Reversal of chronic ventricular dilation in patients with end-stage cardiomyopathy by prolonged mechanical unloading

H. R. Levin, M. C. Oz, J. M. Chen, M. Packer, E. A. Rose, D. Burkhoff

Research output: Contribution to journalArticlepeer-review

277 Scopus citations


Background: Ventricular dilation, indexed by marked shifts toward larger volumes of the end-diastolic pressure-volume relation (EDPVR), has been considered to represent an irreversible aspect of ventricular remodeling in end-stage heart failure. However, we hypothesized that such dilation could be reversed with sufficient hemodynamic unloading, such as can be provided by a left ventricular assist device (LVAD). Methods and Results: The EDPVRs of hearts from seven patients with end-stage idiopathic cardiomyopathy and comparable baseline hemodynamics were measured ex vivo at the time of cardiac transplantation; these were compared with EDPVRs from three normal human hearts that were technically unsuitable for transplantation. Four of the patients received optimal medical therapy; three of the patients, who deteriorated on optimal therapy, underwent LVAD support for ≃4 months. Compared with the normal hearts, EDPVRs of hearts from medically treated patients were shifted toward markedly larger volumes. In contrast, EDPVRs of hearts from LVAD patients were similar to those of normal hearts. Conclusions: Chronic hemodynamic unloading of sufficient magnitude and duration can result in reversal of chamber enlargement and normalization of cardiac structure as indexed by the EDPVR, both important aspects of remodeling even in the most advanced stages of heart failure.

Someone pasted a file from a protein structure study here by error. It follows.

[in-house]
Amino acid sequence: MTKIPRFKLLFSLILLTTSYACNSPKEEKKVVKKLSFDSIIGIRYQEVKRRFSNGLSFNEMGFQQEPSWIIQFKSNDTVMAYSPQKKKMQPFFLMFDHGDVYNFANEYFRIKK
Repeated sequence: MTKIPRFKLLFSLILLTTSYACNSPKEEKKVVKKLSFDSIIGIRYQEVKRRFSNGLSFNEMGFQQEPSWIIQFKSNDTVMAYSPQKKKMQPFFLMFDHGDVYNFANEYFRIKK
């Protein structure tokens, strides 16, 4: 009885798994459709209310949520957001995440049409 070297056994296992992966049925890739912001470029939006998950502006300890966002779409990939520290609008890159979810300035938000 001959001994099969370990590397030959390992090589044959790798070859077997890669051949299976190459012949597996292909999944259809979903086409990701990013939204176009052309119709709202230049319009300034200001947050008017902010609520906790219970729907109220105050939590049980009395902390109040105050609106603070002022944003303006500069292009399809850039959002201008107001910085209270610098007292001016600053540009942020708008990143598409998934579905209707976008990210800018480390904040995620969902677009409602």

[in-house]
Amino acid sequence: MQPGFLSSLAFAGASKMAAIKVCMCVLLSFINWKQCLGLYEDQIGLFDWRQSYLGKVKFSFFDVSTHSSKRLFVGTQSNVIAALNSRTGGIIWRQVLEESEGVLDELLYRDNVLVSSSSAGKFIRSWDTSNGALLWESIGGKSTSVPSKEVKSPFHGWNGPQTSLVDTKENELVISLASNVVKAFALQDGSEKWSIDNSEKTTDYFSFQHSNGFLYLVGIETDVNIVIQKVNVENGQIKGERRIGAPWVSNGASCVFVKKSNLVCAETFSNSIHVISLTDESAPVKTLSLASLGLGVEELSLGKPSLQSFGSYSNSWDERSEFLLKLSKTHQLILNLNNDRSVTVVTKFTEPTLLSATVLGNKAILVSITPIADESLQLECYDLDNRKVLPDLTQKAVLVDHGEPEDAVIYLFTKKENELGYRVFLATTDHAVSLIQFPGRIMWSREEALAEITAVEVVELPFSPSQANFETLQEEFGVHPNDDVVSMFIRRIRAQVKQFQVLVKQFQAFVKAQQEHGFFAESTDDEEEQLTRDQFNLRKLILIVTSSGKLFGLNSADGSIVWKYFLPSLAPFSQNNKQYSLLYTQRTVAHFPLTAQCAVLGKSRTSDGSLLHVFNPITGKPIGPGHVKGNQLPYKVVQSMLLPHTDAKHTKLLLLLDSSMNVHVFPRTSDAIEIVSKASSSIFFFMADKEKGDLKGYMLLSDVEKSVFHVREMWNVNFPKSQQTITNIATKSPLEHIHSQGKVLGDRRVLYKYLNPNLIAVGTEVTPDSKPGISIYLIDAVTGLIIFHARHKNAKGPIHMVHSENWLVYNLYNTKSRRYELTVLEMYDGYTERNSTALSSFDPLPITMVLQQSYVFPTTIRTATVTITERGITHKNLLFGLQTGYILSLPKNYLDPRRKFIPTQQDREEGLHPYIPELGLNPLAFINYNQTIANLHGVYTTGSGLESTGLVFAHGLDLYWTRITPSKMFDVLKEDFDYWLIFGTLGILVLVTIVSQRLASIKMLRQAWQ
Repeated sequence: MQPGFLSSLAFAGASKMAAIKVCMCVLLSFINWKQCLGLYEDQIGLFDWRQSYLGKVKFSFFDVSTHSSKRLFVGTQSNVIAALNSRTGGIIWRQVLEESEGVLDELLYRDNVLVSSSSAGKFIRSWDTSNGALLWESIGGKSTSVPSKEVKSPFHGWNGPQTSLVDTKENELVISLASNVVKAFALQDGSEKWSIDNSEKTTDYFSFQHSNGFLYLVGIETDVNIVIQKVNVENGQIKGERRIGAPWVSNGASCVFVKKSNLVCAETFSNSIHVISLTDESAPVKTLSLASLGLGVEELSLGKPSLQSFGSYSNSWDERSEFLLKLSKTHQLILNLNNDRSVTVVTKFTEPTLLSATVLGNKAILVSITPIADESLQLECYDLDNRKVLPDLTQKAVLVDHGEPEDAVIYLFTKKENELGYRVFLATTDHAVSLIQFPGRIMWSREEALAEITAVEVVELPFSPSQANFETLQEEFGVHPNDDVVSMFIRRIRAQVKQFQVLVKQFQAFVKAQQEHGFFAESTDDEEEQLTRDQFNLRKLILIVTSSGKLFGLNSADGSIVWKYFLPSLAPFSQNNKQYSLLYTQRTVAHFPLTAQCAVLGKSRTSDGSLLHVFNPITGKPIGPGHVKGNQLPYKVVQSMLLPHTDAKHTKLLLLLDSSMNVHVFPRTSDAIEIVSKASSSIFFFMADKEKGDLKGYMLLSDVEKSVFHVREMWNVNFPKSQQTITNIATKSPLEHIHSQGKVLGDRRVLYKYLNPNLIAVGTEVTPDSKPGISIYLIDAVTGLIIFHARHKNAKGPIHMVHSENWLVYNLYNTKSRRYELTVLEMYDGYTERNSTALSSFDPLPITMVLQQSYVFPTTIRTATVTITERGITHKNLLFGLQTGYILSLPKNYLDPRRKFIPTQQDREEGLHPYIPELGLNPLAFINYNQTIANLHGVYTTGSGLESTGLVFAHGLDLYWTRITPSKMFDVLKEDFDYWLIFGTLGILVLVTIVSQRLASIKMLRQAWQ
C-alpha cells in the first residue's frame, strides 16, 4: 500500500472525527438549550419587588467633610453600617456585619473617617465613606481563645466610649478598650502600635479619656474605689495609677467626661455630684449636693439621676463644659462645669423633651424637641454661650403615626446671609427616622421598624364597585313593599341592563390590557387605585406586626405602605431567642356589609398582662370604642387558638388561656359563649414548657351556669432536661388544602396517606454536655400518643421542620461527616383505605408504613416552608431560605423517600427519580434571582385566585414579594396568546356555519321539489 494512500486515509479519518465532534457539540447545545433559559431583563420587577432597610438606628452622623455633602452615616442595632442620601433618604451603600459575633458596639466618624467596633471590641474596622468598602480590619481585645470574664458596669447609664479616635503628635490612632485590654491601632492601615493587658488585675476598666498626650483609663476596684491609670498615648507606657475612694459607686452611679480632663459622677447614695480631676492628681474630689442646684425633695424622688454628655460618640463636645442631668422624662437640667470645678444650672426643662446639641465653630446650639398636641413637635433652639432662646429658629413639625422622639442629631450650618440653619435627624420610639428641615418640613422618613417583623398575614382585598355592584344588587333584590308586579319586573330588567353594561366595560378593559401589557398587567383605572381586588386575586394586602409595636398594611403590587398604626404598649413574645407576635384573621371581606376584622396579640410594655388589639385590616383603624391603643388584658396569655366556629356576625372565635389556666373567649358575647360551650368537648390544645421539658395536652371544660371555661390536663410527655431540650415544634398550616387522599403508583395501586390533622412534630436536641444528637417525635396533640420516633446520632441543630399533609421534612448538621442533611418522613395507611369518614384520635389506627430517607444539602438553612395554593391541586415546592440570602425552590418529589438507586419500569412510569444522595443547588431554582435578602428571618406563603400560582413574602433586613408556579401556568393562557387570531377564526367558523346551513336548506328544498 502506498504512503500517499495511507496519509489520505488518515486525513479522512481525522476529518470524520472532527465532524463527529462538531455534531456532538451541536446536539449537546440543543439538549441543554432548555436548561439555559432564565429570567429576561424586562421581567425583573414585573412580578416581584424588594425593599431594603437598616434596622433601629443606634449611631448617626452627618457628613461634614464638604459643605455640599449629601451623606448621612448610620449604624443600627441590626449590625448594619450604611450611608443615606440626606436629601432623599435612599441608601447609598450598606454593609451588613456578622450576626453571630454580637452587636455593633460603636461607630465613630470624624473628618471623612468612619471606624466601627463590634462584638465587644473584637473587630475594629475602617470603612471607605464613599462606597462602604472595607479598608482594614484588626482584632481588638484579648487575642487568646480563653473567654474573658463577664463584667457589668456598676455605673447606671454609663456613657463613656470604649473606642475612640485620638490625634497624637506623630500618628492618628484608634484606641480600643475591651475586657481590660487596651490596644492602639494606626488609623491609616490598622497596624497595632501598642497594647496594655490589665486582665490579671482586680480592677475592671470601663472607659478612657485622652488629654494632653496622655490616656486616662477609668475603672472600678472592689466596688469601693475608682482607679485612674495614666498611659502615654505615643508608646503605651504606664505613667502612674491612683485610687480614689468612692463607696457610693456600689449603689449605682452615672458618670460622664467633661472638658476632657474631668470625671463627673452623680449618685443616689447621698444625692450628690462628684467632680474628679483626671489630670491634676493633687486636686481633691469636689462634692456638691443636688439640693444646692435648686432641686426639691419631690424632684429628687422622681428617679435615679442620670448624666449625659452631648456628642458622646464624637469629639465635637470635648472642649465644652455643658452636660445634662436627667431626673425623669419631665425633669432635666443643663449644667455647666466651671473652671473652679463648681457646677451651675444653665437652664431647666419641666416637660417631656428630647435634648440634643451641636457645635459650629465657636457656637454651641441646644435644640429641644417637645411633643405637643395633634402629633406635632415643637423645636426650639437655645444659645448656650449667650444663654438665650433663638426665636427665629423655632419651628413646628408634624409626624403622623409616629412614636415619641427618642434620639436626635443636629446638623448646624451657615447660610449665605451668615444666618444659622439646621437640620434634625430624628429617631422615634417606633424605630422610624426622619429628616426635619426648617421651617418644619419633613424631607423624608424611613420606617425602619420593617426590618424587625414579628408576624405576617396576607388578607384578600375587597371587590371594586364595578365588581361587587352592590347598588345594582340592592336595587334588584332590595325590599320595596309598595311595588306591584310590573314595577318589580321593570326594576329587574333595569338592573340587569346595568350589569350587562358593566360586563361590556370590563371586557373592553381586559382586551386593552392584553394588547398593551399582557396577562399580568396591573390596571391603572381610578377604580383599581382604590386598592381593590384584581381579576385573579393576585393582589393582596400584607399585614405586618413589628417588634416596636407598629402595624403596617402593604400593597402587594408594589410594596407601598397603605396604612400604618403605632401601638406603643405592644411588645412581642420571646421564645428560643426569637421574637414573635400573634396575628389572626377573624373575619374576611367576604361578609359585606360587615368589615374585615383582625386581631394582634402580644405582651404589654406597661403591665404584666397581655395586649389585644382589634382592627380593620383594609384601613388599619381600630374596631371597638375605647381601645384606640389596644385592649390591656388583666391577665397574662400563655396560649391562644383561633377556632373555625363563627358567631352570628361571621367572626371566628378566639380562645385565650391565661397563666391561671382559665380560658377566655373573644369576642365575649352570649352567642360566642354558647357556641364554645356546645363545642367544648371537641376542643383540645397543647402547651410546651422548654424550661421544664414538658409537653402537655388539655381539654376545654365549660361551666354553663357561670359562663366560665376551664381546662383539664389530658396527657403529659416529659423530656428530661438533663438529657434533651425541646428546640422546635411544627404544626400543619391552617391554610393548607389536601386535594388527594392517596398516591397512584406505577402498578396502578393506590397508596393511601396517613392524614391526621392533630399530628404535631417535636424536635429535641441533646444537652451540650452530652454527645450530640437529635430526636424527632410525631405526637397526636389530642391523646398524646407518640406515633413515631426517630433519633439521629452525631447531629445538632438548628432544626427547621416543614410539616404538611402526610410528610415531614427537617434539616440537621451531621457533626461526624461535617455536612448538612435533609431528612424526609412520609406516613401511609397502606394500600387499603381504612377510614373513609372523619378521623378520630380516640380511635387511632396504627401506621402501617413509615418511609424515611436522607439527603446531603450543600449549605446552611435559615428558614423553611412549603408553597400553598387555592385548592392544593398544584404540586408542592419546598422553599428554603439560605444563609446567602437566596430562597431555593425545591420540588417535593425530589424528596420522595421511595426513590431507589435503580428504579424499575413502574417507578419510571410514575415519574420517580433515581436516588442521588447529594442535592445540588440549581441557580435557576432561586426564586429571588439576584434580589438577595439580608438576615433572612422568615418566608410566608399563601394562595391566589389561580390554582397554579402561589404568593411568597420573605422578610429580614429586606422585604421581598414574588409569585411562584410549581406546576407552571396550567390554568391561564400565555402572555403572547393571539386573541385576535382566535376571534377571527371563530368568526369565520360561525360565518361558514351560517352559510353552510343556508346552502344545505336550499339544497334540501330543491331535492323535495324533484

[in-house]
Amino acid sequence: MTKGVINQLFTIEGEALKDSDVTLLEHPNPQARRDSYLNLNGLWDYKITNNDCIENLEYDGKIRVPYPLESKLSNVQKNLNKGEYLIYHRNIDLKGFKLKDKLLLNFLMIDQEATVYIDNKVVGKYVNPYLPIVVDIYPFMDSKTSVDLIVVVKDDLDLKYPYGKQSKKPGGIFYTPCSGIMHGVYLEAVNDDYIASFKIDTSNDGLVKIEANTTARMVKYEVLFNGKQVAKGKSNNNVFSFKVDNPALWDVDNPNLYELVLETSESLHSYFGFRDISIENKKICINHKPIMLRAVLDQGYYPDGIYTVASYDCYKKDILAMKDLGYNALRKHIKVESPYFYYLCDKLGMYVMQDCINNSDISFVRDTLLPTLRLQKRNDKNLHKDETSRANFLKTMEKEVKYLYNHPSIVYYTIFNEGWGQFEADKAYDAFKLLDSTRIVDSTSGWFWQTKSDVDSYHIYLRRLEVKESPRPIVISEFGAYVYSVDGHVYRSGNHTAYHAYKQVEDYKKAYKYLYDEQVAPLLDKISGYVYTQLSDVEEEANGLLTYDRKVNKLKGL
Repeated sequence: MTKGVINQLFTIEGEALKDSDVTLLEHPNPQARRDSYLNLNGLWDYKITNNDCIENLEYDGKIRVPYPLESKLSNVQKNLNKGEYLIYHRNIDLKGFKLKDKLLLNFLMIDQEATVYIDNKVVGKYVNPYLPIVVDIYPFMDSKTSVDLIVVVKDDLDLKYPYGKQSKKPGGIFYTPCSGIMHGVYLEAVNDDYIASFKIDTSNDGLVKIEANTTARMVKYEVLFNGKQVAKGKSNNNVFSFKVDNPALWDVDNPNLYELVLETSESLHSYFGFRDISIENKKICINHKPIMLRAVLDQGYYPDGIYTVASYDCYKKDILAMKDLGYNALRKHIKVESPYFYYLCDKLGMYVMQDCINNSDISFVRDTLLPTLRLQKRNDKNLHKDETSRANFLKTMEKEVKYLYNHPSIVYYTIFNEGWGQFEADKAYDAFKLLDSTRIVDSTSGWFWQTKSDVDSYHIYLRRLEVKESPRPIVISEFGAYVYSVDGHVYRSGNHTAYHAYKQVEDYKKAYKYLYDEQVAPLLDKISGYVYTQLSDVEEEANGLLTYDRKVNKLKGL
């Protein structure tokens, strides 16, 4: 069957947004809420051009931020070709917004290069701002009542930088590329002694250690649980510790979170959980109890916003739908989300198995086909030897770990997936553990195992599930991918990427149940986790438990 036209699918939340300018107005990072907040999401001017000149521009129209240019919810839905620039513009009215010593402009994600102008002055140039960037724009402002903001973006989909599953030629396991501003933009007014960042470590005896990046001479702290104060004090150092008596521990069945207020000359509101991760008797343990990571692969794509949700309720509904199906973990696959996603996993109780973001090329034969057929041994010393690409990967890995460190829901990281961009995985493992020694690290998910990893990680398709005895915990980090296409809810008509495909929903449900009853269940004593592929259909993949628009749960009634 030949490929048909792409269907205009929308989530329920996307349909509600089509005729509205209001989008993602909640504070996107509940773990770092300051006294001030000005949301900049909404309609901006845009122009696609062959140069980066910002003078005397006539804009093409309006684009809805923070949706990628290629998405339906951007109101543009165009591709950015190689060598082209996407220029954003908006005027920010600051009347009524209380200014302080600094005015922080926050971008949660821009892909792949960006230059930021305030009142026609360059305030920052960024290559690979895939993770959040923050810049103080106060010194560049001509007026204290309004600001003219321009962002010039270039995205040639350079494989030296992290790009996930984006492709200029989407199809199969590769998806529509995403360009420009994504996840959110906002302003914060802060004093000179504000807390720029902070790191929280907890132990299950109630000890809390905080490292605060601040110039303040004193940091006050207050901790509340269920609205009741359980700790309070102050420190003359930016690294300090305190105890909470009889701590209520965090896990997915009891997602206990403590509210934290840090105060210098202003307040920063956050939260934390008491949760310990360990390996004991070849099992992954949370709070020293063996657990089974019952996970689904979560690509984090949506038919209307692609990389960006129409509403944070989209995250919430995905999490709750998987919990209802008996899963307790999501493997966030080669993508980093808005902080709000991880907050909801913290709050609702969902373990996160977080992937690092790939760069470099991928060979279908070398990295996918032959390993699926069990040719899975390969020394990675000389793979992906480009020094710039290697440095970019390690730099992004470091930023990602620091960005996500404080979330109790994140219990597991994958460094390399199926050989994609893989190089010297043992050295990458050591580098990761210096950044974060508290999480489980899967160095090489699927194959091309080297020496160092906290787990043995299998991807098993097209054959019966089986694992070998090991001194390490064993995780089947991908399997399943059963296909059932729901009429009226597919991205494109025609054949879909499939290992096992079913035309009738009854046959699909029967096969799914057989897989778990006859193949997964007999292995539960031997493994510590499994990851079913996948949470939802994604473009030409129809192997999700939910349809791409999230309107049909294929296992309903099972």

Original languageEnglish (US)
Pages (from-to)2717-2720
Number of pages4
Issue number11
StatePublished - Jun 1 1995


  • cardiac volume
  • diastole
  • heart failure
  • ventricles

ASJC Scopus subject areas

  • Cardiology and Cardiovascular Medicine
  • Physiology (medical)


Dive into the research topics of 'Reversal of chronic ventricular dilation in patients with end-stage cardiomyopathy by prolonged mechanical unloading'. Together they form a unique fingerprint.

Cite this